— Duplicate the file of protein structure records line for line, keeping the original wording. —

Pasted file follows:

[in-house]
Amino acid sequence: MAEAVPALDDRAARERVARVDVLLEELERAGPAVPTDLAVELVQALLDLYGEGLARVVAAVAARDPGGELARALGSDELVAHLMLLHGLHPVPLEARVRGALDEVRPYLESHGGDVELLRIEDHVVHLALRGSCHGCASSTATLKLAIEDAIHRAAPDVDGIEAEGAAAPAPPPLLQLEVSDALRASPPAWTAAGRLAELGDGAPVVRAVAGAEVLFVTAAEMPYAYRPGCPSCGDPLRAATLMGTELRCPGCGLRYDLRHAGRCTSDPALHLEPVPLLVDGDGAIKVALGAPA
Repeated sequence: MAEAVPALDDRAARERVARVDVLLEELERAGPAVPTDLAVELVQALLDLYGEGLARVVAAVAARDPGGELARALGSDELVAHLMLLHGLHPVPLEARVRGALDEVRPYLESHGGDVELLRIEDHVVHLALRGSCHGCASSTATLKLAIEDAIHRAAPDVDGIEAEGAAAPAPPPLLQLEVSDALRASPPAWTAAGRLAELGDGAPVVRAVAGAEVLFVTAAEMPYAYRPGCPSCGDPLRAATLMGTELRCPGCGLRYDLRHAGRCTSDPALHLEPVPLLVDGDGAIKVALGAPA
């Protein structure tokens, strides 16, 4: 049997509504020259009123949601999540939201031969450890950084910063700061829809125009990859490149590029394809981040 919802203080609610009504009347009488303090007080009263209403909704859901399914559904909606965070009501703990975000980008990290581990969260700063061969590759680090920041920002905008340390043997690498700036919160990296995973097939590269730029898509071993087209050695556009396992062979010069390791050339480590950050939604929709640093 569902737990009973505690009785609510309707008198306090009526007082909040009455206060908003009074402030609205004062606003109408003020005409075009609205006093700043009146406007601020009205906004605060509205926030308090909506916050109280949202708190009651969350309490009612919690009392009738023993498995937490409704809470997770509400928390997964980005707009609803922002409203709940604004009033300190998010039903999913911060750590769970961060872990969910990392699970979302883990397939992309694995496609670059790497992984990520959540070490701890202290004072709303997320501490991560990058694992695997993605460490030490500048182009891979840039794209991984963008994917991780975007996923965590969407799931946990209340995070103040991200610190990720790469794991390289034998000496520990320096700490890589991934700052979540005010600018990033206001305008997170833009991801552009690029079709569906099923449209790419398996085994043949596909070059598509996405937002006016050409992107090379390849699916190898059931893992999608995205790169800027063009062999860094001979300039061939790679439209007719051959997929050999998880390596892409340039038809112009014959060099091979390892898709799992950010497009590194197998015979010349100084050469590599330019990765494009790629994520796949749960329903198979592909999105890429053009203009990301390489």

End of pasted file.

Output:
[in-house]
Amino acid sequence: MAEAVPALDDRAARERVARVDVLLEELERAGPAVPTDLAVELVQALLDLYGEGLARVVAAVAARDPGGELARALGSDELVAHLMLLHGLHPVPLEARVRGALDEVRPYLESHGGDVELLRIEDHVVHLALRGSCHGCASSTATLKLAIEDAIHRAAPDVDGIEAEGAAAPAPPPLLQLEVSDALRASPPAWTAAGRLAELGDGAPVVRAVAGAEVLFVTAAEMPYAYRPGCPSCGDPLRAATLMGTELRCPGCGLRYDLRHAGRCTSDPALHLEPVPLLVDGDGAIKVALGAPA
Repeated sequence: MAEAVPALDDRAARERVARVDVLLEELERAGPAVPTDLAVELVQALLDLYGEGLARVVAAVAARDPGGELARALGSDELVAHLMLLHGLHPVPLEARVRGALDEVRPYLESHGGDVELLRIEDHVVHLALRGSCHGCASSTATLKLAIEDAIHRAAPDVDGIEAEGAAAPAPPPLLQLEVSDALRASPPAWTAAGRLAELGDGAPVVRAVAGAEVLFVTAAEMPYAYRPGCPSCGDPLRAATLMGTELRCPGCGLRYDLRHAGRCTSDPALHLEPVPLLVDGDGAIKVALGAPA
């Protein structure tokens, strides 16, 4: 049997509504020259009123949601999540939201031969450890950084910063700061829809125009990859490149590029394809981040 919802203080609610009504009347009488303090007080009263209403909704859901399914559904909606965070009501703990975000980008990290581990969260700063061969590759680090920041920002905008340390043997690498700036919160990296995973097939590269730029898509071993087209050695556009396992062979010069390791050339480590950050939604929709640093 569902737990009973505690009785609510309707008198306090009526007082909040009455206060908003009074402030609205004062606003109408003020005409075009609205006093700043009146406007601020009205906004605060509205926030308090909506916050109280949202708190009651969350309490009612919690009392009738023993498995937490409704809470997770509400928390997964980005707009609803922002409203709940604004009033300190998010039903999913911060750590769970961060872990969910990392699970979302883990397939992309694995496609670059790497992984990520959540070490701890202290004072709303997320501490991560990058694992695997993605460490030490500048182009891979840039794209991984963008994917991780975007996923965590969407799931946990209340995070103040991200610190990720790469794991390289034998000496520990320096700490890589991934700052979540005010600018990033206001305008997170833009991801552009690029079709569906099923449209790419398996085994043949596909070059598509996405937002006016050409992107090379390849699916190898059931893992999608995205790169800027063009062999860094001979300039061939790679439209007719051959997929050999998880390596892409340039038809112009014959060099091979390892898709799992950010497009590194197998015979010349100084050469590599330019990765494009790629994520796949749960329903198979592909999105890429053009203009990301390489």